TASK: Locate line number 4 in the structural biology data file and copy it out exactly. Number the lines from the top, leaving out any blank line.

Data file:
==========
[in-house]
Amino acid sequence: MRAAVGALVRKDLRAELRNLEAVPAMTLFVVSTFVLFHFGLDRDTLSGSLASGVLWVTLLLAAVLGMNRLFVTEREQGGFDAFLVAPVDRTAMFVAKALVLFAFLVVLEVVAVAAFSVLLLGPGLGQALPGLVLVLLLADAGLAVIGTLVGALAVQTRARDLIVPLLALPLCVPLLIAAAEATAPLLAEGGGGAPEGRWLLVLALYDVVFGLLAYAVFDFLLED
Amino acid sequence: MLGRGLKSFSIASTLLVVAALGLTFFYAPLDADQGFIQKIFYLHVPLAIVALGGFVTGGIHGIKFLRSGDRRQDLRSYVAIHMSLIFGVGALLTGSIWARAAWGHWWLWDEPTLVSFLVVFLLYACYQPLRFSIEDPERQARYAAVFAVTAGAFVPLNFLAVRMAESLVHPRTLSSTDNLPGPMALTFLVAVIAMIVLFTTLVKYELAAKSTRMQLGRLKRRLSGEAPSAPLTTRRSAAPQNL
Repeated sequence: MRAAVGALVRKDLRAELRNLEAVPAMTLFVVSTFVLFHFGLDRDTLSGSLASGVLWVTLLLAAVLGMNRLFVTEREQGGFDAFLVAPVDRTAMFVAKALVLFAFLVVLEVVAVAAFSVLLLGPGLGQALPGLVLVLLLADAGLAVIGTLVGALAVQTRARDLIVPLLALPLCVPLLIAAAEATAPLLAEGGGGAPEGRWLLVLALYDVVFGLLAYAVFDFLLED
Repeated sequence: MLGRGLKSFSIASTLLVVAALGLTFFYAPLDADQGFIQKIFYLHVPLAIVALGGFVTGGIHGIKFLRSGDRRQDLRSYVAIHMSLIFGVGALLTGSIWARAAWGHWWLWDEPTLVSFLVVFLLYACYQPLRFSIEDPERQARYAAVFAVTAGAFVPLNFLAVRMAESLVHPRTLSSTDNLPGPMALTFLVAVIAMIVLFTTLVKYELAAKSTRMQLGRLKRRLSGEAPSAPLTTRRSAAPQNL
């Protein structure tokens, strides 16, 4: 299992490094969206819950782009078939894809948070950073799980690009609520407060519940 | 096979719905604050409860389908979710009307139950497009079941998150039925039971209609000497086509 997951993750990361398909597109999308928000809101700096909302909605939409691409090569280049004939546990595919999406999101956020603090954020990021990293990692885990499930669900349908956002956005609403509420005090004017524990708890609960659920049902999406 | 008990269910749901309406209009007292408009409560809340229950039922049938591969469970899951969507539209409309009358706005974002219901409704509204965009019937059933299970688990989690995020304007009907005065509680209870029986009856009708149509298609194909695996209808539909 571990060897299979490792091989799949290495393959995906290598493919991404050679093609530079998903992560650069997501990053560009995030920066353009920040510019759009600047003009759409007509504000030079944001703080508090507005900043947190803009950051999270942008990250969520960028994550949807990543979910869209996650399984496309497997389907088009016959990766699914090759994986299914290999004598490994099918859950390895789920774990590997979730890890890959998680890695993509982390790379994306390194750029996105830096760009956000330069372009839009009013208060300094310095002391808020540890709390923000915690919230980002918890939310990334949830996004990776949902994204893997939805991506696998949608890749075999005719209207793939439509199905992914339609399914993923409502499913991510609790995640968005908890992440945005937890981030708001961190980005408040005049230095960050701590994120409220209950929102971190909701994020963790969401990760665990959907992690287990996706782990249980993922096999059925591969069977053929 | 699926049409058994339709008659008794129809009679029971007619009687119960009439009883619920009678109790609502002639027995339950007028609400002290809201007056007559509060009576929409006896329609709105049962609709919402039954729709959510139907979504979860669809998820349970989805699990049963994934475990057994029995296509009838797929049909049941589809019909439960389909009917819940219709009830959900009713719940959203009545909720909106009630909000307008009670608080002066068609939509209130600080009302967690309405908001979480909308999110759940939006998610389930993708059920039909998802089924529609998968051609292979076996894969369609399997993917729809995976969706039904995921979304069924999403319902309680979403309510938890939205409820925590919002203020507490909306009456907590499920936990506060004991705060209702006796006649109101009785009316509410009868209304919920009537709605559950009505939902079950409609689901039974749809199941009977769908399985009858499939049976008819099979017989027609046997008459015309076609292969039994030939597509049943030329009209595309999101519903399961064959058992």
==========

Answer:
Repeated sequence: MRAAVGALVRKDLRAELRNLEAVPAMTLFVVSTFVLFHFGLDRDTLSGSLASGVLWVTLLLAAVLGMNRLFVTEREQGGFDAFLVAPVDRTAMFVAKALVLFAFLVVLEVVAVAAFSVLLLGPGLGQALPGLVLVLLLADAGLAVIGTLVGALAVQTRARDLIVPLLALPLCVPLLIAAAEATAPLLAEGGGGAPEGRWLLVLALYDVVFGLLAYAVFDFLLED